As the end of its contract with UnitedHealthcare approaches, Carolinas HealthCare System said Thursday that “an agreement may not be reached by the deadline” Saturday.
If that happens, hospital officials say they’ll continue to provide care for UnitedHealthcare patients – at least for the next two or three months – as if they were not out-of-network.
Negotiations between the insurance company and the hospital system have been in progress for months, and in January, UnitedHealthcare began notifying its customers and brokers of the potential that a new contract might not be reached.
UnitedHealthcare said the hospital system “wants to be paid up to 150 percent more than other hospitals in the Charlotte area for providing the same services.” Carolinas HealthCare said it offered to extend the current contract but UnitedHealthcare “has so far refused.”
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If the multiyear contract expires Saturday, it will affect the 12 Charlotte-area hospitals in Carolinas HealthCare and many doctors offices that serve the nearly 80,000 Charlotte-area members covered by UnitedHealthcare.
Carolinas HealthCare said it will provide “continuity of care benefits to our existing patients” if the contract expires. Temporarily, the hospital system will not ask patients to pay the additional out-of-pocket costs that come from being out-of-network.
That will apply to patients with appointments at doctors’ offices in the Charlotte market during March and April (except for Medicare Advantage patients) and for patients receiving treatment at Carolinas HealthCare hospitals in the Charlotte market at least through May 30. The waiver doesn’t apply to Carolinas HealthCare hospitals outside the Charlotte area.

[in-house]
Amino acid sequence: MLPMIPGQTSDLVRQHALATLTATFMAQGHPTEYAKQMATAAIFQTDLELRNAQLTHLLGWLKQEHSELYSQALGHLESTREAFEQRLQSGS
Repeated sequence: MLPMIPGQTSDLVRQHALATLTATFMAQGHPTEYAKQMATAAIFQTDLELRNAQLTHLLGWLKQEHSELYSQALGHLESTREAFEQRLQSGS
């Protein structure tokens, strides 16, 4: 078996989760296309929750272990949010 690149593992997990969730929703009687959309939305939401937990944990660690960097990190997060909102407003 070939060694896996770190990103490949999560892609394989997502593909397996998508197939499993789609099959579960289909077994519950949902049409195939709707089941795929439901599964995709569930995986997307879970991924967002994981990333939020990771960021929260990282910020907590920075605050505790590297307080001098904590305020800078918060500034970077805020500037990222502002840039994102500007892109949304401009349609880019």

“We have proposed terms that reflect the value of the quality healthcare services we offer, including nationally recognized programs not available anywhere else in the region,” the hospital said in its statement. “Contrary to what (UnitedHealthcare) has said, CHS is attempting to reach agreement on a new contract that is fair and equitable, and we have also proposed to be paid based on our performance on quality measures.
“Our rates also consider the operating costs associated with providing 24/7 care, CHS’s mission as a safety-net provider to care for all patients regardless of ability to pay, and the uncompromising service provided to the community.”
In its letter to brokers and customers, UnitedHealthcare said Carolinas HealthCare has asked to be “paid about $5,300 more for a cardiac catheterization than what they’re paid today.” The insurer also said the hospital has resisted basing part of its reimbursement on achieving certain quality measures and patient outcomes.
On Thursday, in response to the Carolinas HealthCare announcement, UnitedHealthcare issued a statement, which included: “We sent our first proposal to CHS back in June 2014 in hopes we could renew our relationship well before Feb. 28, 2015, but they waited 3 months before responding. Our goal has always been to renew CHS’s participation in our network before Feb. 28, and if CHS shared our focus on the patients we collectively serve they would have engaged with us early on.”
UnitedHealthcare has had a contract with Carolinas HealthCare for more than a decade. Last year, it renewed a contract with Novant Health, the Winston-Salem-based company that owns four hospitals in Mecklenburg County.
If the contract with Carolinas HealthCare expires, UnitedHealthcare members with Medicare supplement plans would not be affected, because they are allowed to go to any doctor. Medicare Advantage participants would be affected, because they would become out-of-network.